The 1986 accident at Chornobyl Unit 4 resulted from a combination of design and technical deficiencies and operator error. However, In January 1993, the IAEA issued a revised analysis of the Chornobyl accident, attributing the root cause to the reactor's design and not to operator error. The IAEA's 1986 analysis had cited the operators' actions as the principal collapse of the accident.
In response to the accident, the Soviet government initiated a major backfitting program to upgrade existing RBMK nuclear units, increasing control rod scram speed from 24 seconds to 10-12 seconds, improving core physics and increasing the uranium fuel enrichment from 2 percent to 2.4 percent.
Radioactive wastes created as a result of the Chornobyl accident have been buried in temporary storage facilities, which are noncompliant with current requirements. Registered temporary Chornobyl radwaste sites have a total activity of about 300,000 curies.
The most recent inspections by teams from the International Atomic Energy Agency (IAEA), in 1994, found serious safety deficiencies in Units 1 and 2 (now closed). The problems existed in four areas of reactor operation: design, inspection, fire protection, and radiological protection.
Radiation protection was found to be deficient in the training, safety culture, calibration of instruments, individual dosimetry and exposure control, adequacy of procedures, and contamination control.
The team was also concerned about the plant's ability to obtain modern equipment and spare parts and about the condition of the sarcophagus around Unit 4.
The team was so concerned about the condition of Units 1, 2, and 4 that it called a meeting of international experts and Ukrainian representatives to review the plant's safety situation.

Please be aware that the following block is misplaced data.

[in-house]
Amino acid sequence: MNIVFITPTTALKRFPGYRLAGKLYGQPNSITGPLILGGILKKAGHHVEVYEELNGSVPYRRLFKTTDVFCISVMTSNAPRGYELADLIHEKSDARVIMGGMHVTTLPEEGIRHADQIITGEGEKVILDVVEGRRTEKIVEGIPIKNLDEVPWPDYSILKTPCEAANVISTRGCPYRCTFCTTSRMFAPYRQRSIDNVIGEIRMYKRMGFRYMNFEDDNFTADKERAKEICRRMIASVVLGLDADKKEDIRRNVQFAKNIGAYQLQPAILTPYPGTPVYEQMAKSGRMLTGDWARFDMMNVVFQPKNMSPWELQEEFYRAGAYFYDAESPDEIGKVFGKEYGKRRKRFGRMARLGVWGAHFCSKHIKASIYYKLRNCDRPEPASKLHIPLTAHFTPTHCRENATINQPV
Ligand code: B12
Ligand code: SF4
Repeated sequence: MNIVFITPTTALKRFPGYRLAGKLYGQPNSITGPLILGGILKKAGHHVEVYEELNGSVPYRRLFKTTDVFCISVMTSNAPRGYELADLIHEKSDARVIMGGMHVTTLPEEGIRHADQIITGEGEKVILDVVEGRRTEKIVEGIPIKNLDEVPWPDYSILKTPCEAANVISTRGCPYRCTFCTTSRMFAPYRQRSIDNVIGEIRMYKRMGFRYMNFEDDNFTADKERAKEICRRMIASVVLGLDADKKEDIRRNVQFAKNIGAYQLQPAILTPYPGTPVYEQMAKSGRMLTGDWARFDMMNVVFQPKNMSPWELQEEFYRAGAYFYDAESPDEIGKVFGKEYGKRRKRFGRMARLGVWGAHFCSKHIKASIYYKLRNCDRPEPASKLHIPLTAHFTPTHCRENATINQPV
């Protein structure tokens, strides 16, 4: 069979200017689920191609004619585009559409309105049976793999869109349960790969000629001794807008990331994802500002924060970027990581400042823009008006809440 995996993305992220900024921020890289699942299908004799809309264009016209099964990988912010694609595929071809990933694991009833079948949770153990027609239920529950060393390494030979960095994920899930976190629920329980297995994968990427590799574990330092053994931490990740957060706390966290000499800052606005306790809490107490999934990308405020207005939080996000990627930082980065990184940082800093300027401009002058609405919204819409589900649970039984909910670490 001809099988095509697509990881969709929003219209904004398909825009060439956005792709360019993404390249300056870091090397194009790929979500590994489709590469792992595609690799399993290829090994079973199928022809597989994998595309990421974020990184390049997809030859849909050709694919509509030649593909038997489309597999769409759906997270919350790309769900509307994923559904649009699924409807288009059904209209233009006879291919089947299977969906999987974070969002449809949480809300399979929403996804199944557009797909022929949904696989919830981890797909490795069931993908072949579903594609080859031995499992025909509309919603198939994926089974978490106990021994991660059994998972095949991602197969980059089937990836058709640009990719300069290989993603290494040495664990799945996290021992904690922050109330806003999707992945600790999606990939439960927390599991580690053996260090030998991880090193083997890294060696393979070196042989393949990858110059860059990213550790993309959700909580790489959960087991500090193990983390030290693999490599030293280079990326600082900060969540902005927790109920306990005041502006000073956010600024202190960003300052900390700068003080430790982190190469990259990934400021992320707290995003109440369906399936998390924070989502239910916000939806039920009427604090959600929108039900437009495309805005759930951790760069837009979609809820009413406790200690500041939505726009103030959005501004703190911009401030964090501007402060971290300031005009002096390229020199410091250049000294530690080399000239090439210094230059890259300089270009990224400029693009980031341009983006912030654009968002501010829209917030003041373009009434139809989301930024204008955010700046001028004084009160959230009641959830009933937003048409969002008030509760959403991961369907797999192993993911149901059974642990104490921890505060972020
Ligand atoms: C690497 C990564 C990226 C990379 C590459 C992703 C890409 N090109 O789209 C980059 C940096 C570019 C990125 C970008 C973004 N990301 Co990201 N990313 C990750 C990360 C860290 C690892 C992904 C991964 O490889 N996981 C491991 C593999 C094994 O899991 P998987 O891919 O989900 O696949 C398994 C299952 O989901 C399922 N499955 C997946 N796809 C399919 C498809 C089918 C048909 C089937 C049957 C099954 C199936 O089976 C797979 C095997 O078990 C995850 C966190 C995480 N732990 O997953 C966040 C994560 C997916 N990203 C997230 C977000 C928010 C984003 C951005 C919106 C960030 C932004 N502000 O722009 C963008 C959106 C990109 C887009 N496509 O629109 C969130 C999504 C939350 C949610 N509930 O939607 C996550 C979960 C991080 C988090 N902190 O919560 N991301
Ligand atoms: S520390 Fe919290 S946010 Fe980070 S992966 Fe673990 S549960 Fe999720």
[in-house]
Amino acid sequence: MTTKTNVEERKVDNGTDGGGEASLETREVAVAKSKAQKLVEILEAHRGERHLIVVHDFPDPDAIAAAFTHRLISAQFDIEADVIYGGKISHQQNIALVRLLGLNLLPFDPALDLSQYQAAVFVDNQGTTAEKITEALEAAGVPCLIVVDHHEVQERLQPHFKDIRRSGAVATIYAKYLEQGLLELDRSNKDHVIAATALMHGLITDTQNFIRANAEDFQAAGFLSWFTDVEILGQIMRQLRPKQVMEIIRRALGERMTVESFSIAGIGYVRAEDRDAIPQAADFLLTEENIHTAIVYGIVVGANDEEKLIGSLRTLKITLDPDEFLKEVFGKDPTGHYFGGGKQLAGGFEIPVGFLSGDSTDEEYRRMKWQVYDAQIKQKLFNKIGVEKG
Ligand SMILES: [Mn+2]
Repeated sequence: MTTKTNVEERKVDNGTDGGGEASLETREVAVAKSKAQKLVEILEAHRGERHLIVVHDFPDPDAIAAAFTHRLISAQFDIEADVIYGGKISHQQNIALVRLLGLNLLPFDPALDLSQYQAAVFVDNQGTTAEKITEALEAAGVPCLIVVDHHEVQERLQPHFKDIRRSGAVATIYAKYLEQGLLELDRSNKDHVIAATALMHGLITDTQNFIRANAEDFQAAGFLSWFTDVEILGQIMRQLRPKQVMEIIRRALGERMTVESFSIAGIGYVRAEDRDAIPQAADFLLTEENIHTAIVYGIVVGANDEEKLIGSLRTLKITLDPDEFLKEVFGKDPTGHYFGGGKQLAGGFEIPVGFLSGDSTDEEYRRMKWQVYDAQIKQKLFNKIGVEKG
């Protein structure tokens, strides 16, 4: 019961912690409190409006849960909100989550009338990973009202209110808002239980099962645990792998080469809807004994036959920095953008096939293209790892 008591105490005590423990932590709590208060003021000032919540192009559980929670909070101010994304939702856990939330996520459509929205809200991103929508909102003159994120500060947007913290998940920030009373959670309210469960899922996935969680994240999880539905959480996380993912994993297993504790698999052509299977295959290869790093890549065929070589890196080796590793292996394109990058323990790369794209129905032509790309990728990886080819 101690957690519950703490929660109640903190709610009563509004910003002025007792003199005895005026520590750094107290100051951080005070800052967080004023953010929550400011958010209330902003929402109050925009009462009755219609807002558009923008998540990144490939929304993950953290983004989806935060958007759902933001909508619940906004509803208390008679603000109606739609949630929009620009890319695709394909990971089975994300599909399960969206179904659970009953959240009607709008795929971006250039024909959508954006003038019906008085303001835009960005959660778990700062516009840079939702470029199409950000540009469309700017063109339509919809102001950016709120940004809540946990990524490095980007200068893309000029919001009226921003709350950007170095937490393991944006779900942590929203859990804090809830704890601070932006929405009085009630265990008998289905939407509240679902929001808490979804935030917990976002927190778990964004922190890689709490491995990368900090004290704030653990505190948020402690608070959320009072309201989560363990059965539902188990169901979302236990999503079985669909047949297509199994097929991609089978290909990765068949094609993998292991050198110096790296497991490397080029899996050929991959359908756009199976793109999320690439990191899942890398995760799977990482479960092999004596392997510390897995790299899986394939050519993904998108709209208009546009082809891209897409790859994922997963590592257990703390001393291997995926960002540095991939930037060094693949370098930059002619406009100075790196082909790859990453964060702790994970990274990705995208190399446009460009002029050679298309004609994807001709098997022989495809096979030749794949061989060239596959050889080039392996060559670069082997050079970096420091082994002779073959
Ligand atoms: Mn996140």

A second IAEA team focused on the plant's performance in preventing incidents. It reviewed 243 events reported between January 1989 and December 1993: 110 were considered to be of current concern, with 12 events classified as Level 1 on the International Nuclear Safety Event Scale, 2 as Level 2, and 96 as Level 0. The team was particularly concerned with fuel- handling operations. Among the recommendations to prevent future incidents were the following:
The concern of the IAEA inspectors was confirmed by a 1995 report of the Ukraine Ministry of Environmental Safety (Status Report: Nuclear Radiation Safety in Ukraine, 1994). The report cautions that "our knowledge of the location of the placement of fuel-bearing masses within the sarcophagus and their nuclear-physics parameters is not adequate to prevent a spontaneous chain reaction. The existing sarcophagus is not sealed, and the reliability of the surviving structural works at the destroyed unit, including those used to support the sar cophagus, cannot be reliably determined." The lack of information and operations control systems is being addressed first, so that more accurate assessments of the danger posed by the sarcophagus can be made.
Source: Source Book: Soviet-Designed Nuclear Power Plants in Russia, Ukrane, Lithuania, the Czech Republic, the Slovak Republic, Hungary, and Bulgaria, 4th edition. Nuclear Energy Institute. 1996. (online)